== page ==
On 15th October 2021, all three Maddox Gallery locations across London will be exhibiting, A Load of Fuss About Fuck All by The Connor Brothers. Set to be their largest show to date, this retrospective will celebrate the duo’s ten-year anniversary.
In anticipation of this unparalleled exhibition, we take a closer look at the playful duo and consider five key facts every collector should know about the highly sought after artists.
Ten years ago, a set of twins with a mysterious backstory emerged on to the art scene. Known as Franklyn and Brendan Connor, the brothers were raised within the highly controversial and secretive cult called ‘The Family’. Raised alongside the likes of Joaquin Phoenix and Rose McGowan, the infamous cult deprived their members of communication with the outside world. The twins turned their back on ‘The Family’ at the age of sixteen, spending the last years of their adolescence riding freight trains around New York. Overwhelmed by the society around them, the duo developed a system of sharing and processing knowledge via notebooks and sketchpads. This process would eventually evolve into creating art together. Mysterious, moving and above all intriguing, The Connor Brothers captivated the art world, both with their enigmatic story and enchanting artworks.
Yet, in 2014, the brothers shocked and amazed when they participated in an exclusive interview with The Telegraph and revealed that their backstory was fictitious. The twins weren’t twins. In fact, they weren’t even brothers at all. The duo revealed themselves to be former art dealers James Golding and Mike Snelle, neither of whom had ever been in a cult or even grown up in America. Suffering from problems surrounding mental health and addiction, Snelle and Golding chose anonymity to protect themselves from public disclosure. However, three years after creating the brothers and finding their fabricated story a burden, the duo revealed their true identities and have never looked back.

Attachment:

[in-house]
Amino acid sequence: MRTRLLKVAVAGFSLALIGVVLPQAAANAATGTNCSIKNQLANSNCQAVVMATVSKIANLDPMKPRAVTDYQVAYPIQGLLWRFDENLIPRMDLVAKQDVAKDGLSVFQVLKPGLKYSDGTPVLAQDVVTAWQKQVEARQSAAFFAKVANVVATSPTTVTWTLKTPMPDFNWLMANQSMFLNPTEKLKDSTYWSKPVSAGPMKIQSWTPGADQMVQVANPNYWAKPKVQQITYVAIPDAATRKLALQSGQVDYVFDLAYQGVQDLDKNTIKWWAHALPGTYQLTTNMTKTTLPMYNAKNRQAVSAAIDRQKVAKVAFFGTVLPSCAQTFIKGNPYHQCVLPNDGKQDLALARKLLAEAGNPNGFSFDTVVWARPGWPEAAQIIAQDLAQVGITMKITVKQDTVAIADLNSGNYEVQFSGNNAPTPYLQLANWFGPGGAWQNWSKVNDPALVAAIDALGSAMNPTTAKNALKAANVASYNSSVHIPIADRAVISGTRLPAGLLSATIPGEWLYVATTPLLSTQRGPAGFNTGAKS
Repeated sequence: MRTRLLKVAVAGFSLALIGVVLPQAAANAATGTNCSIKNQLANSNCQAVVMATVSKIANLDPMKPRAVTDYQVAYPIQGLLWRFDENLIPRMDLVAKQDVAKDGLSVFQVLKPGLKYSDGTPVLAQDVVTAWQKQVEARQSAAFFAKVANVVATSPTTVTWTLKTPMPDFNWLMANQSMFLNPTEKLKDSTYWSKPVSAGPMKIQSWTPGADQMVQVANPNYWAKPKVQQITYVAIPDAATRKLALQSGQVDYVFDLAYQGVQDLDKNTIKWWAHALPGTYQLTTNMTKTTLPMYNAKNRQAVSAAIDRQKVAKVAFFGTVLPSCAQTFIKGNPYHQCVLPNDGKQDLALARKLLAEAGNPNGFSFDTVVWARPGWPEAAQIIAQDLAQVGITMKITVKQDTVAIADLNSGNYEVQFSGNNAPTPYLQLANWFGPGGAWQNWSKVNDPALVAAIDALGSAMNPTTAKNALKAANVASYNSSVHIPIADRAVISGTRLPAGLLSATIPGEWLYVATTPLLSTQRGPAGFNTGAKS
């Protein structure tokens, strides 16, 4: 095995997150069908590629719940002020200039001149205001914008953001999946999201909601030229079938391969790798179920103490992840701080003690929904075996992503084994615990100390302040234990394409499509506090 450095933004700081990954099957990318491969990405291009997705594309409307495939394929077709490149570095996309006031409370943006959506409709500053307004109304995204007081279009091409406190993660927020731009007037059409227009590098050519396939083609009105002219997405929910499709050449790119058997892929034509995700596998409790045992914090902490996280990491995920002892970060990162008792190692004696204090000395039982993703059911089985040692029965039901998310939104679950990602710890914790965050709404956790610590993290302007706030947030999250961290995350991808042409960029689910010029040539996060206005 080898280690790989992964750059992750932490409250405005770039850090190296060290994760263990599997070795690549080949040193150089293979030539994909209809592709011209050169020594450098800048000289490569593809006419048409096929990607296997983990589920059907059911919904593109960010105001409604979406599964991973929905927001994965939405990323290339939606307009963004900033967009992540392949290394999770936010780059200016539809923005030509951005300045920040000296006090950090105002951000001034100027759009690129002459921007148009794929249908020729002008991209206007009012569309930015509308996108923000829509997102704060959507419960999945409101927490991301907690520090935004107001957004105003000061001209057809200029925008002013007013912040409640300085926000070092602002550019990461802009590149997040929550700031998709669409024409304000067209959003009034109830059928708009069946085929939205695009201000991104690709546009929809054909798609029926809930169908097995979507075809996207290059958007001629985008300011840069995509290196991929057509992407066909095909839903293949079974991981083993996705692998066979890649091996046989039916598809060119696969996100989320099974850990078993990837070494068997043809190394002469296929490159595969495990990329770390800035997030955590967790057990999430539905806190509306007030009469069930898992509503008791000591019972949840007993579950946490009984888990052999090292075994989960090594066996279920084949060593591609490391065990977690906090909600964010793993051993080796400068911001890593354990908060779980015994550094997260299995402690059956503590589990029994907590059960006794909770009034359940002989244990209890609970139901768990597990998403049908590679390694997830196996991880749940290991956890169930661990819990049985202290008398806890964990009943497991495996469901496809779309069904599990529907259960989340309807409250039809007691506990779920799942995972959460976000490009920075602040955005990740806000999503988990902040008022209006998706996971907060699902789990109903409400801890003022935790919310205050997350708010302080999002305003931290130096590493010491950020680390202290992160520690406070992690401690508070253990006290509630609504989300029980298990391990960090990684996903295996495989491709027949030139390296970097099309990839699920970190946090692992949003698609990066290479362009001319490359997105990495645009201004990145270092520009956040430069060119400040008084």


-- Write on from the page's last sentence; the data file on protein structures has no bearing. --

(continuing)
Now the stuff of legends, The Connor Brothers mythic background is widely recognised throughout the art world. However, Franklyn and Brendan Connor are not the only characters the mischievous pair have created. Along with the cult escapees, the duo have invented backstories for several artefacts as well as characters. From creating a skull that they passed off as ‘from Pablo Escobar’s art collection’ to donating ‘Lord Byron’s bong’ to London Art Fair, the pair have created a plethora of weird and wonderful artefacts. The most intriguing of these, perhaps, being the memento mori cabinets of Dr. Victor Schroeder, a German doctor infatuated by death.